I’ve gone back and forth in my thinking on Control. When playing it the first times at game night (three player games), I was having fun. As we played more games we all caught on to the strategy and the games ran longer and longer, though we never did hit the end of the deck and trigger the “sudden death” ending. We played around with removing a copy or two of some of the higher value cards (it seemed that the game was always ended by a Nova), and generally we were enjoying ourselves. I went home and was all set to back the game. In reading through the coverage of the game I started wavering in my resolve; first Jan probably wouldn’t like the game, so getting my own copy was probably not necessary, on the other hand, to print-and-play the game I only had to back at $1, but then I would have to spend all that time printing, cutting, and sleeving the game. In the end I decided that it was only $1 so I went for it. I still haven’t played the game with Jan or Karen, but I’ve played several games against myself, and guess what? I always win! Thus far my only real gripe is with the theme of Control. In reality, the game is an abstract. It could literally have any theme pasted on, but I personally feel that the game should have no theme. In fact, I feel that the time travel theme detracts from the game because if you think about it, if there were three scientists all trapped outside of time, don’t you think that they would work together to get everyone home safely rather than sabotage each other to be the only one to make it back? Even the name doesn’t really seem to fit the theme, the scientists aren’t controlling time, they are simply trying to refuel their time machines.
Control is an intriguing game however, and I enjoy the mechanics of it quite a bit which is why I went ahead and backed it. In the rules it gives a strategy tip that with an empty board, any player is just three turns from a possible victory. This is true, but in reality it can be broken down to what should be an actual rule in the game, if a player is at eleven or more points, you must get them below eleven or they will likely win. Another consideration for strategy is this, if you can not win with the next card, do not put yourself above eleven points which per the previous rule, will make you a target. What seemed to happen in our three player games was that each player had to police the next player in turn order. If that player got to eleven or more, they had to be stopped, and if the previous player couldn’t play something to stop them, they would likely win. In my two player games against myself, it felt kind of like a tug-of-war, but once a side pulled ahead, then the other side had no option but to utilize their cards to stop the other player rather than advance themselves. I did find that I had forgotten about one rule which is the ability to diffuse another player’s fuel cell. I tended to give up the game if I didn’t have a bronze card to answer the player who was above eleven points, but in the end there were many times where I could have used the diffuse action to put that player below eleven. My last worry about Control is whether the game is too simple. I’m a gamer, and I strive to find a strategy in any game. Some games have no clear strategy, but I feel like Control has just one strategy. If all players play by the two pieces of strategy that I listed above, then the game simply becomes who can get their points on the table with the other player or players simply unable to respond. At that point it just becomes who gets the luck of the draw. However, the Control is billed as a gateway game, not a deep strategy game, and as such, I suppose it doesn’t have to try and fix that issue.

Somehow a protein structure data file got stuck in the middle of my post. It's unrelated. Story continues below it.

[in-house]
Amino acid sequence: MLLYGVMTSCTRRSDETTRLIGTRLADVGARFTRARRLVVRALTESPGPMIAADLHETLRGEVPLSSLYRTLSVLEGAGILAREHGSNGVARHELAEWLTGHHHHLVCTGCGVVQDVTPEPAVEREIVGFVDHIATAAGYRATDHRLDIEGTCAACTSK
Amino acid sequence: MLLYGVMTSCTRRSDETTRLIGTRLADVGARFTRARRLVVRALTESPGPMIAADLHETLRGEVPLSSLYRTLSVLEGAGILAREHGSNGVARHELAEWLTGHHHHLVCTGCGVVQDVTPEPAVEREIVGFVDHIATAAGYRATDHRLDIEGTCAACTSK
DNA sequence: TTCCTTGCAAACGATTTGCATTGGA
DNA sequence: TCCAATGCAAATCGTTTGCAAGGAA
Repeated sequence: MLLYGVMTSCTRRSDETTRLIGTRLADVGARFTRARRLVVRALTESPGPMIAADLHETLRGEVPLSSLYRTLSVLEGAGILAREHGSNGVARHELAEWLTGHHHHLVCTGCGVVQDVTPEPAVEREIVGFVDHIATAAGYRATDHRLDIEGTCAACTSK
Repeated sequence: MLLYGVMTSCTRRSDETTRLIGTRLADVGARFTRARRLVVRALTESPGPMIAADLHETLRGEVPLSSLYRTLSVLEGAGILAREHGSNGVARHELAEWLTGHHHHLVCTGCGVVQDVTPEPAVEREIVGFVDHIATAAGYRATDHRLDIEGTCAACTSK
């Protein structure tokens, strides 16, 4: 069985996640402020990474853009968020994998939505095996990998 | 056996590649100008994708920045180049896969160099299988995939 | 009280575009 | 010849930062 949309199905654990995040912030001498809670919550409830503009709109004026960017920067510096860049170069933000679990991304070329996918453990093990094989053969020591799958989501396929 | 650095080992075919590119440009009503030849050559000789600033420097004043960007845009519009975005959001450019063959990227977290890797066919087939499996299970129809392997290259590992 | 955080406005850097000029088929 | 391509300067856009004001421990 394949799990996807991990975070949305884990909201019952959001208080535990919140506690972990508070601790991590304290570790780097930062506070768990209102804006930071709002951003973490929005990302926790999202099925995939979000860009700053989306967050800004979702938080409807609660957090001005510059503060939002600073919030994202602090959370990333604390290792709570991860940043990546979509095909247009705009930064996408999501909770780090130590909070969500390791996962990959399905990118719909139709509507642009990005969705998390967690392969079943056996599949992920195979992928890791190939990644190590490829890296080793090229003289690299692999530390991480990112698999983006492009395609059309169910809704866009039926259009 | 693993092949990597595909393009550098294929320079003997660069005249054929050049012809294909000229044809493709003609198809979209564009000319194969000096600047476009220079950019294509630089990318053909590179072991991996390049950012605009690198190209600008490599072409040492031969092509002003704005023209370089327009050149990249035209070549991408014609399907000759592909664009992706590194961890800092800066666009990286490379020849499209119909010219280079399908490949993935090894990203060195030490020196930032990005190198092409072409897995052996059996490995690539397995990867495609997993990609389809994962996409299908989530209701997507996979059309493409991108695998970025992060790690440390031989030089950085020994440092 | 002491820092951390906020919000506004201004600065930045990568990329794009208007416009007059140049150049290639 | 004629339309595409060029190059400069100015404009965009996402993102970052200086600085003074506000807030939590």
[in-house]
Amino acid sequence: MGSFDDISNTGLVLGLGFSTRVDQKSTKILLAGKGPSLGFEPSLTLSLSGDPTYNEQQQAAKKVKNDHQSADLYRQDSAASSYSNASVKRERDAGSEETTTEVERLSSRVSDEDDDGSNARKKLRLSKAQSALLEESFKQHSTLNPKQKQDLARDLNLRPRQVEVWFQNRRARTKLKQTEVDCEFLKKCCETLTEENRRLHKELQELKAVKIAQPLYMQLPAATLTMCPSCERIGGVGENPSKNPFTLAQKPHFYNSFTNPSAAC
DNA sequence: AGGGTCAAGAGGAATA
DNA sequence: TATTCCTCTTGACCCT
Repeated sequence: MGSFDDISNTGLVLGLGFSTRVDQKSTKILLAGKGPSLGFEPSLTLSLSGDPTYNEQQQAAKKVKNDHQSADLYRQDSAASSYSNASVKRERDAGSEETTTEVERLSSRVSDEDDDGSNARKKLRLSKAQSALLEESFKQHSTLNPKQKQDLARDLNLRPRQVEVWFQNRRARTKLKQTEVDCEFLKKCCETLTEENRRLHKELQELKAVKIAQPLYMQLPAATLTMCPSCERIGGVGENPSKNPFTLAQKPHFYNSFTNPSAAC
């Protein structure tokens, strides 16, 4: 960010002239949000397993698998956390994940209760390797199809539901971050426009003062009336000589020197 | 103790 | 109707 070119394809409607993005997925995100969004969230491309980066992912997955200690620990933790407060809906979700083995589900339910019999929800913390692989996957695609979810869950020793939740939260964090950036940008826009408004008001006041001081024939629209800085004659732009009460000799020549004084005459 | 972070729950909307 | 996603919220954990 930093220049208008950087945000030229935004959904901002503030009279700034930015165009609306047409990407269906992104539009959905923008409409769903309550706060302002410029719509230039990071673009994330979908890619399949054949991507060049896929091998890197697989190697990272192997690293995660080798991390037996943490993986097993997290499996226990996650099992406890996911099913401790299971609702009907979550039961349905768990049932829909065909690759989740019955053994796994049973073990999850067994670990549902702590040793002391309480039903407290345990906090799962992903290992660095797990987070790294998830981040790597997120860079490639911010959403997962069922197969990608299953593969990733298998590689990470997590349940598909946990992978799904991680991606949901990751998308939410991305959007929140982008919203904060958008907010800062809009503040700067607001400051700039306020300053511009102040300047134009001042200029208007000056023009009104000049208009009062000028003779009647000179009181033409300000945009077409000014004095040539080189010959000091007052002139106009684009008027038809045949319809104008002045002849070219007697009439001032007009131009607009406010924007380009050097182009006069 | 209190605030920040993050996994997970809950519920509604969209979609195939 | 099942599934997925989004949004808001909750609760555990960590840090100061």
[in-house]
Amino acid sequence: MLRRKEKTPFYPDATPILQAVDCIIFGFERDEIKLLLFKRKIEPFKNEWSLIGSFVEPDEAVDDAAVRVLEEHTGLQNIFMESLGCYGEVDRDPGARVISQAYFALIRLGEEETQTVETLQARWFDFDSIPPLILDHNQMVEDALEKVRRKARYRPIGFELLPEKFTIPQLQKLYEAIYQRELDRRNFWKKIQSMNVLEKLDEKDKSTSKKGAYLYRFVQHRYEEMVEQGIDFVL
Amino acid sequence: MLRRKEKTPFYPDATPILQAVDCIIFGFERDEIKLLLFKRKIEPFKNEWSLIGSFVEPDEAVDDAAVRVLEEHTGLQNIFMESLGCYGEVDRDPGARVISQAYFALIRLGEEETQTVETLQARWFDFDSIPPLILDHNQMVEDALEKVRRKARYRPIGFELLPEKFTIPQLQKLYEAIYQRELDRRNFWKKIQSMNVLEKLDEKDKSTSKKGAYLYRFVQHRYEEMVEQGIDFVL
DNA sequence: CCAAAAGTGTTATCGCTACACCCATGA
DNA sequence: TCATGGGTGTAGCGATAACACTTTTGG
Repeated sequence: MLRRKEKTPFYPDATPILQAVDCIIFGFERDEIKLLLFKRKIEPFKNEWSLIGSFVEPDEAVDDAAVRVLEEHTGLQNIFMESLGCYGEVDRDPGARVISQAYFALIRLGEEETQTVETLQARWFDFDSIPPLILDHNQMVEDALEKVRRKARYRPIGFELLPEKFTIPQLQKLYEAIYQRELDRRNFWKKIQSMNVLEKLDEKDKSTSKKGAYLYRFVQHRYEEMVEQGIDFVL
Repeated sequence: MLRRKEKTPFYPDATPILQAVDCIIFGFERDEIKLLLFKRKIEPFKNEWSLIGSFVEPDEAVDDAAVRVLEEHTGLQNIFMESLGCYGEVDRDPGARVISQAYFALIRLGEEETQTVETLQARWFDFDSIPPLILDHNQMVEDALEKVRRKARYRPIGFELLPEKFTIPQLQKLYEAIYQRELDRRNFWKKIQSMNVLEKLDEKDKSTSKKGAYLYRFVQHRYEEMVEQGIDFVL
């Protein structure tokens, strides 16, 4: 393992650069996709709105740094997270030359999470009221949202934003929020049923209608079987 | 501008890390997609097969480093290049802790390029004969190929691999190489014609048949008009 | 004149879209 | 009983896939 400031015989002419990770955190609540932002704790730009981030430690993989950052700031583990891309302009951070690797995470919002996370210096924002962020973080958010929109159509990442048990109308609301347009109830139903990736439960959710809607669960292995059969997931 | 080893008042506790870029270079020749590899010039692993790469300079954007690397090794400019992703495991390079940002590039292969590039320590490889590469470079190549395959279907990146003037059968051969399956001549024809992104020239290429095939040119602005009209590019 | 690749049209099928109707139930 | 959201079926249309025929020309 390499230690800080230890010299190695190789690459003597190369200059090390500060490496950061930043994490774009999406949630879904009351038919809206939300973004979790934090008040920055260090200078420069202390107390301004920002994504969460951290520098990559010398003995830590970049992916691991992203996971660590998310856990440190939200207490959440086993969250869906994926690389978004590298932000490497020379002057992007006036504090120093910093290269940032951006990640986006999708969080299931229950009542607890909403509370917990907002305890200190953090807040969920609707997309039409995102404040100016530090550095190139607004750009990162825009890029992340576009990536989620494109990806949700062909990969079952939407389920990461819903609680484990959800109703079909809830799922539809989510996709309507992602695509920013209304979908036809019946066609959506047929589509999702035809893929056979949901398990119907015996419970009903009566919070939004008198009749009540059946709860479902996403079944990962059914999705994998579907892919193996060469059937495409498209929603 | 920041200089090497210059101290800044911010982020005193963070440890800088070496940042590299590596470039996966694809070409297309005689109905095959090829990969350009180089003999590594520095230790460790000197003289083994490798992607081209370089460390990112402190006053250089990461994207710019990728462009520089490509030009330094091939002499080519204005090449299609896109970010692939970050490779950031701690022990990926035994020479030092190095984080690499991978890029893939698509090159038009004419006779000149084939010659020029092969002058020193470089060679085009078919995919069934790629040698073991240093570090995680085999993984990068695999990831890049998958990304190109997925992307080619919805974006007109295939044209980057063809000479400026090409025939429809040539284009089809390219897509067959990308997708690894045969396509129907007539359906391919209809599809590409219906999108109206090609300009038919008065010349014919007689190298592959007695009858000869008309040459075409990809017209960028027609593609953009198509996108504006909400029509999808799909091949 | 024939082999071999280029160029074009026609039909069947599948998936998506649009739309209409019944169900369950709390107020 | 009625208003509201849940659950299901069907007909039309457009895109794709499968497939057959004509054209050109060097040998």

For me personally the game might lose some of its luster once I have more plays under my belt and once the people I play against are all up to speed on the strategy, but for now I enjoy it. It is a decent abstract card game for a casual or new gaming group.